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Safety and Quality

Tank Safety

Compressed gases present several hazards. Labels on the cylinder and the Material Safety Data Sheet (MSDS) supplied with the gas tell you about the hazardous properties of the gas such as toxic, flammable, or oxidizer. In addition to the gas hazards, compressed gas cylinders pose other hazards simply because they contain gas under pressure. Regardless of the properties of the gas, any gas under pressure can explode if the cylinder is improperly stored or handled. Making a balloon fly around by suddenly releasing the air is amusing, but a flying cylinder is not so funny. The principle is the same for both a balloon and a compressed gas cylinder. Improperly releasing the gas from a compressed gas cylinder is extremely dangerous. Cylinders are definitely not balloons--they are hard and heavy. A sudden release of the gas can cause a cylinder to become a missile-like projectile, destroying everything in its path. Cylinders have been known to penetrate concrete-block walls. To prevent such a dangerous situation, there are several general procedures to follow for safe storage and handling of a compressed gas cylinder:

  • Store cylinders in an area specifically designated for that purpose. This area must protect the cylinders from being struck by another object. The area must be well-ventilated and away from sources of heat. It must be at least 20 feet away from highly combustible materials. Oxidizers must be stored at least 20 feet away from flammable gases.
  • Cylinders must not be dropped or allowed to fall. Chain and rack them in an upright position during use and storage. When transporting cylinders, they must be secured from falling.
  • When moving a cylinder, even for a short distance, all the valves must be closed, the regulator removed, and the valve cap installed. Never use the valve cap to lift a cylinder. If you are using a crane or some other lifting device to move a cylinder, use a cradle or boat designed for that purpose. Never use a sling or a magnet to move a cylinder.
  • Never permit cylinders to contact live electrical equipment or grounding cables.
  • Cylinders must be protected from the sun's direct rays, especially in high-temperature climates. Cylinders must also be protected from ice and snow accumulation.
  • Before the gas is used, install the proper pressure-reducing regulator on the valve. After installation, verify the regulator is working, that all gauges are operating correctly and that all connections are tight to ensure that there are no leaks. When you are ready to use the gas, open the valve with your hands. Never use a wrench or other tool. If you cannot open it with your hands, do not use it.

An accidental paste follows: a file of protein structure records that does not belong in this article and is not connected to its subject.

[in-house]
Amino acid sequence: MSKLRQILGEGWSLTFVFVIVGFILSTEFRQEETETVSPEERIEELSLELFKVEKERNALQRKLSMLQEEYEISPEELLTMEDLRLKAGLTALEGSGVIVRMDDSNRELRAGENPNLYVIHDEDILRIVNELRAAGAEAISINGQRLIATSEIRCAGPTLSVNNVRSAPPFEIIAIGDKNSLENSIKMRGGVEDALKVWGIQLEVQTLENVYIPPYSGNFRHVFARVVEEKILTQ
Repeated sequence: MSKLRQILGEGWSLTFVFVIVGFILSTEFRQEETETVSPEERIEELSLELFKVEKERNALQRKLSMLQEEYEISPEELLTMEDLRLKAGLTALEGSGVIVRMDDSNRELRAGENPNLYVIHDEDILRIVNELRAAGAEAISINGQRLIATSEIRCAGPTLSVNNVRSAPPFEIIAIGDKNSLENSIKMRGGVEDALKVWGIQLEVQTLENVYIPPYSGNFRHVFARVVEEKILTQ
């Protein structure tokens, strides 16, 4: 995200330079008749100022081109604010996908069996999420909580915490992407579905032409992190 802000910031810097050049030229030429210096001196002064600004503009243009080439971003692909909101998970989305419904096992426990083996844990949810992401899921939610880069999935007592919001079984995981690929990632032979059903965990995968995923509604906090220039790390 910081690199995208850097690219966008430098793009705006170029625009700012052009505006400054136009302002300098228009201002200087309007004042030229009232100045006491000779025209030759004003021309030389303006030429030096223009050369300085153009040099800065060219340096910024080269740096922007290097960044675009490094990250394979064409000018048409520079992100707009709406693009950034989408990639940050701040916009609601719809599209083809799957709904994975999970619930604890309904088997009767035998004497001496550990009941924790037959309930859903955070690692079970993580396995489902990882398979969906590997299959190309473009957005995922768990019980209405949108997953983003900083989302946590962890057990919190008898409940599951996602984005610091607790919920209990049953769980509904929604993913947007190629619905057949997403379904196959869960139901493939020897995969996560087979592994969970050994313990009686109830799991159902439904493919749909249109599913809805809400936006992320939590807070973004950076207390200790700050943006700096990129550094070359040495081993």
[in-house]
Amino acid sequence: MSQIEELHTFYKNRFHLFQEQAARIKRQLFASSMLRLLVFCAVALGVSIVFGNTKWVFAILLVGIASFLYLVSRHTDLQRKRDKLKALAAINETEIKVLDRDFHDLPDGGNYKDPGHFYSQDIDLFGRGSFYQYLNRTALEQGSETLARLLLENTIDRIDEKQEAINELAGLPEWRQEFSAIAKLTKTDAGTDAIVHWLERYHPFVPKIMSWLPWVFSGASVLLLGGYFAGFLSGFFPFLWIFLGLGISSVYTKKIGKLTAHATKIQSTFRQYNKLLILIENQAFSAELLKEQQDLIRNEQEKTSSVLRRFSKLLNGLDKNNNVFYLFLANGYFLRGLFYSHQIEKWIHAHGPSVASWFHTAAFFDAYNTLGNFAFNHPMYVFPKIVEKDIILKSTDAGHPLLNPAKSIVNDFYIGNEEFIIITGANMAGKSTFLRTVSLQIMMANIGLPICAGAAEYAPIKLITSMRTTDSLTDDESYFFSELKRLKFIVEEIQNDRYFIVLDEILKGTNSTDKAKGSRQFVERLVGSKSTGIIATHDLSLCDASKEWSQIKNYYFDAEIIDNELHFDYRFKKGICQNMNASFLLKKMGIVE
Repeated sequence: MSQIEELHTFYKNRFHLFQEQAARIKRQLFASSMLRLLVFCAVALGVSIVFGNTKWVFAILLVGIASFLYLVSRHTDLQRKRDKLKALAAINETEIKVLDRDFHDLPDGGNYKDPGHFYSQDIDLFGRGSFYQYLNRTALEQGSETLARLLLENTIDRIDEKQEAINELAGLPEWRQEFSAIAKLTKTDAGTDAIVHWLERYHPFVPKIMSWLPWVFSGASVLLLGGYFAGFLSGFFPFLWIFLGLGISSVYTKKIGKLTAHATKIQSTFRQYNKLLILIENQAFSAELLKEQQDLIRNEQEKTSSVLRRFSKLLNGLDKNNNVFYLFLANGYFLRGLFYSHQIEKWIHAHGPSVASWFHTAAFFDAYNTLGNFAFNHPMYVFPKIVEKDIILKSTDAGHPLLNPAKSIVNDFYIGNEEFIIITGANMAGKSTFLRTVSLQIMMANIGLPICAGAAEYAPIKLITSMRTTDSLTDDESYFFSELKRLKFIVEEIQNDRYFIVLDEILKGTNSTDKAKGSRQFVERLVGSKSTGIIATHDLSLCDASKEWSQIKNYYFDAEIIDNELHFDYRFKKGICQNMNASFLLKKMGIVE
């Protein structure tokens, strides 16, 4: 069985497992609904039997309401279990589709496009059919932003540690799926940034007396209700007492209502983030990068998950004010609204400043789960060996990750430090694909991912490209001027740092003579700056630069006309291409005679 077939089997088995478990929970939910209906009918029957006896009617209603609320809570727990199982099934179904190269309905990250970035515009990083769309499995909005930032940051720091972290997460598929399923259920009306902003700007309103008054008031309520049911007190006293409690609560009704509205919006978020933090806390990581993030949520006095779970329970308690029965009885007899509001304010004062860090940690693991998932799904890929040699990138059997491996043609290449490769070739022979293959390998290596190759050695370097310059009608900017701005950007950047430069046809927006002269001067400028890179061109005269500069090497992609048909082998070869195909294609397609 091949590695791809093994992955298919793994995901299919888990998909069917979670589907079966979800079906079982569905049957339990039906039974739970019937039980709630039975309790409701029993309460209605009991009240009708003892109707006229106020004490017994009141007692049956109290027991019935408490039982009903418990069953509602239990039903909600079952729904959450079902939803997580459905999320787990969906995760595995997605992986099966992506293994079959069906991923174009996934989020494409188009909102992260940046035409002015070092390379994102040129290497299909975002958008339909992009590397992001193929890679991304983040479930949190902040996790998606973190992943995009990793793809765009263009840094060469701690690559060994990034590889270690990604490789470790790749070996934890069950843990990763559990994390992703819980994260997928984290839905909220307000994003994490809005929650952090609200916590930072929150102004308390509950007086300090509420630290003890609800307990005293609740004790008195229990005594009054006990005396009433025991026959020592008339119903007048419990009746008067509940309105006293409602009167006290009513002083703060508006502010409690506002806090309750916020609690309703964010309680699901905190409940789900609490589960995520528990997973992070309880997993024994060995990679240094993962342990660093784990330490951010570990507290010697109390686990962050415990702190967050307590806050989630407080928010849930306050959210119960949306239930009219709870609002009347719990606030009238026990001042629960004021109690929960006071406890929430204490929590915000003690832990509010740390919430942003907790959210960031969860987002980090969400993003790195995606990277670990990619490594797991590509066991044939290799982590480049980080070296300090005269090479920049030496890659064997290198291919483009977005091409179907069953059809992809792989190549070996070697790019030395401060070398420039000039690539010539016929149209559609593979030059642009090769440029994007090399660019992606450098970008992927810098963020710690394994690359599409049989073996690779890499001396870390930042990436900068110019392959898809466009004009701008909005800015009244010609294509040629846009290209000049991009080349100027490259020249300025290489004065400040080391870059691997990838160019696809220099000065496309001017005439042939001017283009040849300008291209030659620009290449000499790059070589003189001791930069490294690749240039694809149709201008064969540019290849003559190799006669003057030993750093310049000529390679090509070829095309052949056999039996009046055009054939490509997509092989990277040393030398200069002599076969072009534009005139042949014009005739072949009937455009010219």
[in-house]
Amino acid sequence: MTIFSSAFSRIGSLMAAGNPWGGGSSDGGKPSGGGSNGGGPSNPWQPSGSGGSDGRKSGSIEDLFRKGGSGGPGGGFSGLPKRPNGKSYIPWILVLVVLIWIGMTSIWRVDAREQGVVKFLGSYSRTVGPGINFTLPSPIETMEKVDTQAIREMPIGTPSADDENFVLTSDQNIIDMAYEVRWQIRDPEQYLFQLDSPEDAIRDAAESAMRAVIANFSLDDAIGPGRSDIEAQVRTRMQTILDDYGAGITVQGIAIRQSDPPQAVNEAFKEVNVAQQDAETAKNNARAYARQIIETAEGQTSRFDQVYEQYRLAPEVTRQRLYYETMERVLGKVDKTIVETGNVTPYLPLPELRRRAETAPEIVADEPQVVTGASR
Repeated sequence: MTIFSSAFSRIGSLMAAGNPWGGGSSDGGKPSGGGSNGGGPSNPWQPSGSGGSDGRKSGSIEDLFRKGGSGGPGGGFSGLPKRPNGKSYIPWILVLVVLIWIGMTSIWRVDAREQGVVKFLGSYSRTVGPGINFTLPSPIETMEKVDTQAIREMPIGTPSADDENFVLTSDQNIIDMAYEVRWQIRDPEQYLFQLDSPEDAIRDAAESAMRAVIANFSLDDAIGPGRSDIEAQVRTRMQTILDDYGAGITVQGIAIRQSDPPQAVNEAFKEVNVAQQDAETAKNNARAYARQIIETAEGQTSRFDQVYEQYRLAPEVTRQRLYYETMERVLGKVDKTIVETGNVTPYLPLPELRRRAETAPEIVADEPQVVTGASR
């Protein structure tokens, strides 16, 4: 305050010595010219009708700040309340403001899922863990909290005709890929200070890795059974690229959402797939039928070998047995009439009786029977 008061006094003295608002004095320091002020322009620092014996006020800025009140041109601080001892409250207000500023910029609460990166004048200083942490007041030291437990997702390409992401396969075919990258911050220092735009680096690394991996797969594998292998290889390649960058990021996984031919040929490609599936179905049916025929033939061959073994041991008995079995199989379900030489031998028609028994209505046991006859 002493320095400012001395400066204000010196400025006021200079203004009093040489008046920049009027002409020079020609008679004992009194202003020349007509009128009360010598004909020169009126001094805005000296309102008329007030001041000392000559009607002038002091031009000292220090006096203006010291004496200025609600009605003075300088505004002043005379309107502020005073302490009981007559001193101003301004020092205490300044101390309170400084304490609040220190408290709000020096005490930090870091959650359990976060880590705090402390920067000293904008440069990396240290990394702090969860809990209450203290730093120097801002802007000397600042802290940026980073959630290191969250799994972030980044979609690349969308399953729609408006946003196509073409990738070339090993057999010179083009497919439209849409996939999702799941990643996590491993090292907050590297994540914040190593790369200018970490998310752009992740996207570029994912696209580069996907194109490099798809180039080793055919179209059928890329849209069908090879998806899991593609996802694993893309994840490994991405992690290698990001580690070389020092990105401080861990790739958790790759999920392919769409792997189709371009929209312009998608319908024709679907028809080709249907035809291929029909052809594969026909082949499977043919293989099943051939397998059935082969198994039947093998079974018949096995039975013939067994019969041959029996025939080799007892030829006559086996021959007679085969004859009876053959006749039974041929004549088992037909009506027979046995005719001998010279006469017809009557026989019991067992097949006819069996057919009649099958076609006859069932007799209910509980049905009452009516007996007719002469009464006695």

Following these procedures will help prevent accidents. Remember, your safety when using compressed gas cylinders depends on you.

Mixture Standards and Quality

INTRODUCTION TO CUSTOM MIXTURES
Aero ALL-GAS offers one of the widest varieties of custom gas and liquid mixtures available to suit the most stringent process control or analytical requirements.  On the following pages are listed of our standard mixture offerings.  If what you require is not found there, simply contact our Technical Support Line with your request.  Our specialists will quickly assess the safety and feasibility of your custom blend and can offer alternatives when necessary.  If the mixture you require is standard to your industry s process, analytical, or regulatory needs, be sure to check the Special Applications section.

Selecting a standard is simple.  ALL-GAS offers three grades, covering most specification requirements.  The table shows each of the three grades-Primary Standard, Certified Standard, and Unanalyzed Mixture- and their tolerances.  If your requirements are different from those listed, simply call our Technical Support Line for an assessment.  In addition, each Primary and Certified Standard comes with a Certificate of Analysis at no extra charge.  All mixtures are filled to 2000 psig at 700F.

Type of Standards Available Primary Standards

Primary Standards should be used when the application demands the highest mixture accuracy and reliability.  ALL-GAS produces Primary Standards gravimetrically on a high-load, high Sensitivity scale.  Gravimetric blending offers the closest tolerance available, sometimes better than some methods of analysis.  A dual verification of mixture accuracy is also performed by routine quality control analysis.

Certified Standards

Certified Standards, sometimes referred to as working standards, are analyzed calibration mixtures used routinely in science and industry.  For the majority of applications, the tolerance of a Certified Standard is acceptable.  These standards are generally prepared either by partial pressure or gravimetrically.  Certification of the standard is usually done through quality control analysis.

Unanalyzed Mixtures

Although prepared by the same techniques as Primary and Certified Standard.  Unanalyzed Mixtures are not verified or checked by analysis.  These mixtures should only be used in application where the accuracy is not an issue.

Explanation of the Tolerances

ALL-GAS has two tolerances associated with all Primary and Certified Standards.  First is the blend or preparation tolerance.  This is the minimum acceptable uncertainty associated with the actual production of the blend.  These uncertainties are accumulated during the manufacturing process because of the inherent inaccuracies of equipment used in production, such as pressure gauges, and the inherent inaccuracies due to the physical properties of the gases.  Second is the analytical or certification tolerance, which is the minimum acceptable uncertainty, associated with the analysis of the blend. This uncertainty is accumulated throughout the analytical procedure and includes instrument and calibration errors.